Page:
My current views on using OpenSSH with CA-based host and user authentication
Recent versions of OpenSSH have support for doing host and user
authentication via a local CA. Instead
of directly listing trusted public keys, you configure a CA and
then trust anything signed by the CA. This is explained tersely
primarily in the
ssh-keygen manpage and
at somewhat more length in articles like How to Harden SSH with
Identities and Certificates (via, via a comment by Patrick
here). As you might guess, I have some opinions on this.
I'm fine with using CA certs to authenticate hosts to users (especially
if OpenSSH still saves the host key to your
I haven't tested), because the practical alternative is no initial
authentication of hosts at all. Almost no one verifies the SSH keys
of new hosts that they're connecting to, so signing host keys and
then trusting the CA gives you extra security even in the face of
the fundamental problem with the basic CA model.
I very much disagree with using CA certs to sign user keypairs and authenticate users system-wide because it has the weakness of the basic CA model, namely you lose the ability to know what you're trusting. What keys have access? Well, any signed by this CA cert with the right attributes. What are those? Well, you don't know for sure that you know all of them. This is completely different from explicit lists of keys, where you know exactly what you're trusting (although you may not know who has access to those keys).
Using CA certs to sign user keypairs is generally put forward as a
solution to the problem of distributing and updating explicit lists
of them. However this problem already has any number of solutions,
for example using sshd's
AuthorizedKeysCommand to query a LDAP
directory (see eg this serverfault question).
If you're worried about the LDAP server going down, there are
workarounds for that. It's difficult for me to come up with an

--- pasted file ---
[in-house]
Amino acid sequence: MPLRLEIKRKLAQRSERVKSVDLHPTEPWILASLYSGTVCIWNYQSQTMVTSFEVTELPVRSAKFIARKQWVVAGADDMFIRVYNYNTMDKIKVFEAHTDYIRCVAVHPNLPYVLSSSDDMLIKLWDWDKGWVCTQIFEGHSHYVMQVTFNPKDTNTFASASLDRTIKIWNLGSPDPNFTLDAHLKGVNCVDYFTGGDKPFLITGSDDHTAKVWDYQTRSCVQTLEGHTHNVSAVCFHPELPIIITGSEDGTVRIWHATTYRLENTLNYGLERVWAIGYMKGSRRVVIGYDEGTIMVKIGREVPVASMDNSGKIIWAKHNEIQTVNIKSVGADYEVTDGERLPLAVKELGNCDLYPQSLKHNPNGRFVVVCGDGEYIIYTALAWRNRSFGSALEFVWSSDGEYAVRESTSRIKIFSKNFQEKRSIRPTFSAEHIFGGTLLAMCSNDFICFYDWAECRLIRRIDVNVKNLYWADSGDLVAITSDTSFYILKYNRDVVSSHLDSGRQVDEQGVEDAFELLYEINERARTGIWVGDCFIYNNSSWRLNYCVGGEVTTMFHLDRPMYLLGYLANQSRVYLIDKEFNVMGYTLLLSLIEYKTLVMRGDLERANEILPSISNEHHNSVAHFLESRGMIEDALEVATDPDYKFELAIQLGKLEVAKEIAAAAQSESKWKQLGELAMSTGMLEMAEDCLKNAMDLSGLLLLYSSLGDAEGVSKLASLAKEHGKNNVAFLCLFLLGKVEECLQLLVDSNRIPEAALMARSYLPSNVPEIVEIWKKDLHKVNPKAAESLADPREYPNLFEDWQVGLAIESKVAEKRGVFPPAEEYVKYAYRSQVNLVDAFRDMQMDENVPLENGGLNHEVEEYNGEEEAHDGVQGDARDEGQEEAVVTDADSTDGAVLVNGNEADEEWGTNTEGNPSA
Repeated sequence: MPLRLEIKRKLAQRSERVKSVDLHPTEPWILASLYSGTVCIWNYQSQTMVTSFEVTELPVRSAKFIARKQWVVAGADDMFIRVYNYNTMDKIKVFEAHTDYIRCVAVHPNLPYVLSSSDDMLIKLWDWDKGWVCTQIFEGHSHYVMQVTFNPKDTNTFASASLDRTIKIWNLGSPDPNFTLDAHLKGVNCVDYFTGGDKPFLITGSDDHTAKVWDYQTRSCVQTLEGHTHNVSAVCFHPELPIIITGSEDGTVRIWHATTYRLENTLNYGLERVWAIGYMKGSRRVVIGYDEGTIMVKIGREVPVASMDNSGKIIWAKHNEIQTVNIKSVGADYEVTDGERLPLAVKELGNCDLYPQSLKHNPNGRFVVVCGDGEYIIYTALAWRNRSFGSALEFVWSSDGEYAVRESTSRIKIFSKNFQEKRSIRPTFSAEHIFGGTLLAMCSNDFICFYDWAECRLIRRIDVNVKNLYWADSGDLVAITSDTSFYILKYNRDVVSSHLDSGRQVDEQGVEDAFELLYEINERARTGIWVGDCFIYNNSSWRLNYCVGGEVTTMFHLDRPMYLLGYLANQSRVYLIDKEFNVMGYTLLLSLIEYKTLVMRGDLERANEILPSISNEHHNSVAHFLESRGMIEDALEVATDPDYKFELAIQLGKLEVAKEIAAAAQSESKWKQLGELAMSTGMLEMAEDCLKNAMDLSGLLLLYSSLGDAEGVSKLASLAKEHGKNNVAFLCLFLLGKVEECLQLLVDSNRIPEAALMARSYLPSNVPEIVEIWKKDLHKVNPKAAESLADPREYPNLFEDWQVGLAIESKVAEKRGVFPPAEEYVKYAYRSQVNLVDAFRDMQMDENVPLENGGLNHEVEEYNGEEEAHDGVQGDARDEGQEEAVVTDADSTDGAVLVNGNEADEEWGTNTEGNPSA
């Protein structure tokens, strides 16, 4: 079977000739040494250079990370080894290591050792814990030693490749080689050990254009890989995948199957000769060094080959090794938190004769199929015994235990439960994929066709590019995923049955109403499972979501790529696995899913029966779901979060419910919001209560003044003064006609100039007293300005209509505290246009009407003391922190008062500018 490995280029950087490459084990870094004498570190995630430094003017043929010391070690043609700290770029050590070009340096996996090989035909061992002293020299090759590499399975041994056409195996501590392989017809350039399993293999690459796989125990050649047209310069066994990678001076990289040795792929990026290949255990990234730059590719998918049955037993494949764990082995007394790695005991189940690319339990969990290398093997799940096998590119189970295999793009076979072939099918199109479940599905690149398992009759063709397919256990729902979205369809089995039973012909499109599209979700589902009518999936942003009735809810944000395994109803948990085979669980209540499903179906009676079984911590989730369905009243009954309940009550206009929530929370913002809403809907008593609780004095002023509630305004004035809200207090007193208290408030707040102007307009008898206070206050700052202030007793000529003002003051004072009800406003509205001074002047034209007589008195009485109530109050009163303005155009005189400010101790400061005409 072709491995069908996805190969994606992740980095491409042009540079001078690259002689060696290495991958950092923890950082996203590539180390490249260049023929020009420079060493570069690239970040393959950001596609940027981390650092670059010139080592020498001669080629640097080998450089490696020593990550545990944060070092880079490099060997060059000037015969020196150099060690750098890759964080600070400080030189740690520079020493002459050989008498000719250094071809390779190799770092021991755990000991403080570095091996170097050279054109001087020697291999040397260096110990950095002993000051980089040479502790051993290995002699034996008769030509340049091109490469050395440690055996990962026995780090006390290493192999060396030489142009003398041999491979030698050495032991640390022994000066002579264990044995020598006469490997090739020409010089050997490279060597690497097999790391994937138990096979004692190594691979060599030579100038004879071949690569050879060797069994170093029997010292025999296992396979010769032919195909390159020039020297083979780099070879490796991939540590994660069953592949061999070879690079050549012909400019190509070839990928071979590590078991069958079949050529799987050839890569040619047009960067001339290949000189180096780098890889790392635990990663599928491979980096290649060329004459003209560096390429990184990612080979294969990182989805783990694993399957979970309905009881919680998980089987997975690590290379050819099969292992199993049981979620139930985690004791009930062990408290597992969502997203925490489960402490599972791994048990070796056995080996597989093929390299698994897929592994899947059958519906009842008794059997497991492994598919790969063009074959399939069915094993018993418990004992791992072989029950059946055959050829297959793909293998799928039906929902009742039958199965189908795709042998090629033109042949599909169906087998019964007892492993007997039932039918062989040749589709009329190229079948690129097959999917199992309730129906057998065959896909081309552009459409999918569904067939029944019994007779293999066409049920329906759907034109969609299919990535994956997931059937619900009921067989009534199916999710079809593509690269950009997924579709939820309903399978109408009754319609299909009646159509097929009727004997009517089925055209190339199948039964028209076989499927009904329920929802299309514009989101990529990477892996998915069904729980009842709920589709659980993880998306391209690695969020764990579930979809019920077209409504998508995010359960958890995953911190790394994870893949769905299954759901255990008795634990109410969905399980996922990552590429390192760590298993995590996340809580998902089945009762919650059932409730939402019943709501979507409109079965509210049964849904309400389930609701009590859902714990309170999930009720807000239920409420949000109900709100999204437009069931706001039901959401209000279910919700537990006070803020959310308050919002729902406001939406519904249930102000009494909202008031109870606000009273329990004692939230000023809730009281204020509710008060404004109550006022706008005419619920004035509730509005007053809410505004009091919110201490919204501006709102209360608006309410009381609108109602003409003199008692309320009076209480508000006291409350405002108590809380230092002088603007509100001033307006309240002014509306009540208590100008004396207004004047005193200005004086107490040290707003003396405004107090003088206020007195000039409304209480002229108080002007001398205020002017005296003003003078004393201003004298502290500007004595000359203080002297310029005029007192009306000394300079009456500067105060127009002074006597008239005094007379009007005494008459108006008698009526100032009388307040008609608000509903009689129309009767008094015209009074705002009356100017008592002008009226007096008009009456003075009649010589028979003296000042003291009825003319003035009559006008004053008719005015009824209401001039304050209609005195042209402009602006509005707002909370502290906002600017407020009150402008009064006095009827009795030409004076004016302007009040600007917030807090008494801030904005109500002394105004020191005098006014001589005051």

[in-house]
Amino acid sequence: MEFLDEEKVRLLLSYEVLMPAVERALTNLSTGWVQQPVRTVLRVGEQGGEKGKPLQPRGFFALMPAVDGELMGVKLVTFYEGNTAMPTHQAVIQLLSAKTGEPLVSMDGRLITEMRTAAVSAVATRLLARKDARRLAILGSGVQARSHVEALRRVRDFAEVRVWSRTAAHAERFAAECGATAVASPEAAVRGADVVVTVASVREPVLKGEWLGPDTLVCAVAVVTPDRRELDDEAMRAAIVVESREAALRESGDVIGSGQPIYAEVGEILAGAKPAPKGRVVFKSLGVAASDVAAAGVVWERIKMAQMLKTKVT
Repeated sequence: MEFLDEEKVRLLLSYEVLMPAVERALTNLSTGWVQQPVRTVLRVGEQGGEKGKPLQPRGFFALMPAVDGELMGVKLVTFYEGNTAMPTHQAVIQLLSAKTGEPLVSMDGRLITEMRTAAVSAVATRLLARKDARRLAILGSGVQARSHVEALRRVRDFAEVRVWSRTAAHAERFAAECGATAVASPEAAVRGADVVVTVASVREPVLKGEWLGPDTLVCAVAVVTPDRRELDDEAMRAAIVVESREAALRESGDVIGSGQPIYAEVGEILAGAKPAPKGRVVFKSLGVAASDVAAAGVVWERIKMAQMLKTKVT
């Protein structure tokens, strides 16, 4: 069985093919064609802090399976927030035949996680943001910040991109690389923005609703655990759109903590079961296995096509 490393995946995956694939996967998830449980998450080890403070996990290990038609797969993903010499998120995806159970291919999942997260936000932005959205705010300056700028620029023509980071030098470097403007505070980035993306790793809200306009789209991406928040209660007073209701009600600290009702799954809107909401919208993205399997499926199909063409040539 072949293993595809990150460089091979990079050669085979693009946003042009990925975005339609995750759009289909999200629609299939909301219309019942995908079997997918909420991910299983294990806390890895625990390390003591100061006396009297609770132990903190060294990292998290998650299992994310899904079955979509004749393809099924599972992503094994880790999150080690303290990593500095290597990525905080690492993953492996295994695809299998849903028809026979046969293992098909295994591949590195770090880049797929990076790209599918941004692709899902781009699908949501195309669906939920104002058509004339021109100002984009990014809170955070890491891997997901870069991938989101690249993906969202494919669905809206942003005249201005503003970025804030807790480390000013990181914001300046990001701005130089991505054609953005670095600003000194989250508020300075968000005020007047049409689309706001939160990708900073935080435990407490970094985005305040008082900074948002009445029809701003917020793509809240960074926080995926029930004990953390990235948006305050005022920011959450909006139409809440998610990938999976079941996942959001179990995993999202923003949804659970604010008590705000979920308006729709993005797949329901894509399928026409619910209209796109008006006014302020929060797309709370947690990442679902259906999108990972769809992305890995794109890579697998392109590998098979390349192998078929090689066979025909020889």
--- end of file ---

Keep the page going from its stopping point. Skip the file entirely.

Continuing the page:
environment where some solution like this isn't feasible, and such
solutions retain the advantage that you always have full control
over what identities are trusted and you can reliably audit this.
(I would not use CA-signed host keys as part of host-based
/etc/shosts.equiv. It suffers from exactly
the same problem as CA-signed user keys; you can never be completely
sure what you're trusting.)
Although it is not mentioned much or well documented, you can
apparently set up a personal CA for authentication via a
line in your
authorized_keys. I think that this is worse than
simply having normal keys listed, but it is at least less damaging
than doing it system-wide and you can make an argument that this
enables useful security things like frequent key rollover, limited-scope
keys, and safer use of keys on potentially exposed devices. If
you're doing these, maybe the security improvements are worth being
exposed to the CA key-issue risk.
(The idea is that you would keep your personal CA key more or less
offline; periodically you would sign a new moderate-duration encrypted
keypair and transport them to your online devices via eg a USB
memory stick. Restricted-scope keys would be done with special
ssh-keygen and then appropriate
requirements in your
authorized_keys on the restricted systems.
There are a bunch of tricks you could play here.)
Sidebar: A CA restriction feature I wish OpenSSH had
It would make me happier with CA signing if you could set limits
on the duration of (signed) keys that you'd accept. As it stands
right now, it is only
ssh-keysign with the CA that enforces any
expiry on signed keys; if you can persuade the CA to sign with a
key-validity period of ten years, well, you've got a key that's
good for ten years unless it gets detected and revoked. It would
be better if the consumer of the signed key could say 'I will only
accept signatures with a maximum validity period of X weeks', 'I
will only accept signatures with a start time after Y', and so on.
All of these would act to somewhat limit the damage from a one-time
CA key issue, whether or not you detected it.